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B.C. Ferries told to improve relationship with ferry-dependent communities

The relationship with ferry-dependent communities has deteriorated in the last two years, says a report from the B.C. Ferry Commission.
The Spirit of British Columbia arrives at B.C. Ferries Swartz Bay Terminal. DARREN STONE, TIMES COLONIST

B.C. Ferries’ relationship with ferry-dependent communities has deteriorated in the past two years, says a report from the B.C. Ferry Commission, which recommends the company take steps “to make customers feel respected, heard and valued.”

The report said those steps should be developed in consultation with communities, ferry advisory committees, First Nations and other stakeholders.

“Progress has been made in Indigenous relations, while engagement with ferry dependent communities has deteriorated,” the report said.

The corporation was told to make sure its online communication on community pages is “relevant, comprehensive and timely,” after complaints that information was not complete or current.

Following a performance review in 2022, the corporation has had “mixed results” in implementing the commission’s recommendations to improve public engagement, the report said.

A low point came last September at a Sunshine Coast meeting involving B.C. Ferries representatives, the local ferry advisory committee and members of the public.

Emotions were running high when one woman said she would take a gun to everyone. Citing an increase in aggressive and threatening behaviour, the corporation shut down in-person meetings with communities.

Those meetings are now being restarted, with a code of conduct in the works, although advisory committees have said they were not consulted in drawing up new security measures.

Diana Mumford, who chairs the Southern Sunshine Coast ferry advisory committee, said she does not expect a quick fix to improve relations with B.C. Ferries. “A lot of damage has been done and I don’t think we can just quickly wipe away the angst that people have on the ferries advisory committees.”

Both the committees and the corporation need to work hard to rebuild that relationship and “that will take time,” she said.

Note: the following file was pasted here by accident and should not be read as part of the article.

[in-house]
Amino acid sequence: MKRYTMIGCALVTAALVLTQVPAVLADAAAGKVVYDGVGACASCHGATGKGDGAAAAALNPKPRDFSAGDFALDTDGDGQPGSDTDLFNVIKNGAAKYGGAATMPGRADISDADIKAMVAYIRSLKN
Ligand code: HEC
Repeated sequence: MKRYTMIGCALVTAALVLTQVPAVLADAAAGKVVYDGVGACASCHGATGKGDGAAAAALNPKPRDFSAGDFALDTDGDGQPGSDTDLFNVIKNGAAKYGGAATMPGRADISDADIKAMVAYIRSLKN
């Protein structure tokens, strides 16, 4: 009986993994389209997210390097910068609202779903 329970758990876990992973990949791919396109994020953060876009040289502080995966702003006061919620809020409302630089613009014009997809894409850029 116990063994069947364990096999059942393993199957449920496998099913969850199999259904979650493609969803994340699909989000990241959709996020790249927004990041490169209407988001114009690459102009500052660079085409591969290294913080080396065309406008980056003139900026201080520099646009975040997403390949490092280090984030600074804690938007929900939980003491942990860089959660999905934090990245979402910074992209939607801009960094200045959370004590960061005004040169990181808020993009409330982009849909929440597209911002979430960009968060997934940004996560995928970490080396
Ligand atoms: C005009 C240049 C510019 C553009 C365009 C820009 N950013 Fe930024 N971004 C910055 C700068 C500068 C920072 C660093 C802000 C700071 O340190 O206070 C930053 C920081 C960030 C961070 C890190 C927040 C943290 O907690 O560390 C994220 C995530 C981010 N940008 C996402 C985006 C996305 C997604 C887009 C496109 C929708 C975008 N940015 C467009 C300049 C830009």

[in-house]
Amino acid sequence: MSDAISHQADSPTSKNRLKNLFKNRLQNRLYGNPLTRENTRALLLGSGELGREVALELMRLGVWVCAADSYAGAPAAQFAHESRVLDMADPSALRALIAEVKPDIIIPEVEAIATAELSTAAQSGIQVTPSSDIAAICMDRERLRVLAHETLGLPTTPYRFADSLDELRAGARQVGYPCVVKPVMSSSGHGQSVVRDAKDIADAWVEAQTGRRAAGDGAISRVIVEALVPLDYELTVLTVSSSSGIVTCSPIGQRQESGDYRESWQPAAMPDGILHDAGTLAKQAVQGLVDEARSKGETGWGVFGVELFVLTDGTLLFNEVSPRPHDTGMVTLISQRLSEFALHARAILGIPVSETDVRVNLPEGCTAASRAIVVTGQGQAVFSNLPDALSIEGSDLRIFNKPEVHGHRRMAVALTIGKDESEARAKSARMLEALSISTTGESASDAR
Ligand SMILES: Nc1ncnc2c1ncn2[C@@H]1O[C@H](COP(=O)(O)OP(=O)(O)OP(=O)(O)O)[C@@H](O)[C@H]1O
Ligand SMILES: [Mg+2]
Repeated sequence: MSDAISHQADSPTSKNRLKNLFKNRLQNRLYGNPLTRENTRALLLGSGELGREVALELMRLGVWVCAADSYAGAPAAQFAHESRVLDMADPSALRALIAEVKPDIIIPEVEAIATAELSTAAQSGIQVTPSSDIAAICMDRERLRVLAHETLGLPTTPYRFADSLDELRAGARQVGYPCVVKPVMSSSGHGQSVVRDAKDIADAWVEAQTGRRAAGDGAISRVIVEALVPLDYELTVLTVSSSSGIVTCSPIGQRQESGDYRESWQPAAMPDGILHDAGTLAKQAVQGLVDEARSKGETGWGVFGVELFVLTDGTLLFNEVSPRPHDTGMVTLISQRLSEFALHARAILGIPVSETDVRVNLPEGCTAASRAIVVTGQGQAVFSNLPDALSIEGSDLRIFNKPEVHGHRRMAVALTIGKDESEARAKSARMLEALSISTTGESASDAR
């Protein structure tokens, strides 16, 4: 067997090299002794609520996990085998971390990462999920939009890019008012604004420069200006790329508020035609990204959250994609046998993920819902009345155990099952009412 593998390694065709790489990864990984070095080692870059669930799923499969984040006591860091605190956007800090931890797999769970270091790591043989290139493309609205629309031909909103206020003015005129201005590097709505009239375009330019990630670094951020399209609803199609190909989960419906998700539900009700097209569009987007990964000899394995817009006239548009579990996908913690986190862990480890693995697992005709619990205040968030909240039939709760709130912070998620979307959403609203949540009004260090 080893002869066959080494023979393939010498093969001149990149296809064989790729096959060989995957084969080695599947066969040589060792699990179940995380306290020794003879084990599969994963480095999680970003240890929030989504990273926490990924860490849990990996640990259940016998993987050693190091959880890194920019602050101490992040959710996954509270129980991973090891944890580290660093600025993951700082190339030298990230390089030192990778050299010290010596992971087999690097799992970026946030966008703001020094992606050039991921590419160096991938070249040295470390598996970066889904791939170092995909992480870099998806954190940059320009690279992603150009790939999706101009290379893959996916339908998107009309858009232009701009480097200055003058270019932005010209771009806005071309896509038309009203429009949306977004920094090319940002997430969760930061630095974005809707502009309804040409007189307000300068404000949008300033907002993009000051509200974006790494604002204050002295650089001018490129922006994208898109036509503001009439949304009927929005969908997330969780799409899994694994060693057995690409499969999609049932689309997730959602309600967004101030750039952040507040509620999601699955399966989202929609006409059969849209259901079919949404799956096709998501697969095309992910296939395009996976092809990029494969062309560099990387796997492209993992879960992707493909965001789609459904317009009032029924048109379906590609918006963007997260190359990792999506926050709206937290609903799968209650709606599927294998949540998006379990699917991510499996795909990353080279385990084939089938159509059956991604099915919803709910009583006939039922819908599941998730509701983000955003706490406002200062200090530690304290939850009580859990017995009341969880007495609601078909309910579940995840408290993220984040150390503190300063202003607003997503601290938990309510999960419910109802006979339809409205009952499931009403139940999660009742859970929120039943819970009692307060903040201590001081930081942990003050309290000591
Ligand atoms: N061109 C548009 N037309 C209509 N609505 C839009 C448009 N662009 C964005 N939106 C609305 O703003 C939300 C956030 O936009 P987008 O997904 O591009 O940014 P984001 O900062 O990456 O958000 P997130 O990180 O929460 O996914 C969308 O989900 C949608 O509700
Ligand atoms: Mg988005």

The most recent online meeting was awkward, said Mumford, who also leads a group of advisory committee chairs. “You don’t want to step over the boundaries and you’re not necessarily sure what those boundaries are.”

The main concern at the September meeting where the threat was made was a reduction of sailings after the ferry Coastal Renaissance was pulled from service and a local ferry was relocated to fill in, Mumford said.

Ritinder Matthew, director of media and issues for B.C. Ferries, said the corporation is reviewing the commission’s report. “We take this feedback seriously and are committed to strengthening our relationships with the communities that depend on our service,” she said.

The commission welcomed B.C. Ferries’ move to seek public input on the future of the corporation in its Charting the Course project.

B.C. Ferries said it will be working with communities to review feedback from a number of initiatives during the next several months, including holding virtual meetings with each ferry advisory committee to go over feedback. In-person community workshops are scheduled for June and July, Matthew said.

A community prioritization panel, made up of the chairs of advisory committees, will consolidate feedback from all the regions into one list.

B.C. Ferries has been talking to communities in the past month about projects in their areas and that will continue, Matthew said.

“These activities are part of our commitment to being responsive and transparent. We are dedicated to making meaningful improvements based on the feedback we receive from the communities we serve.”

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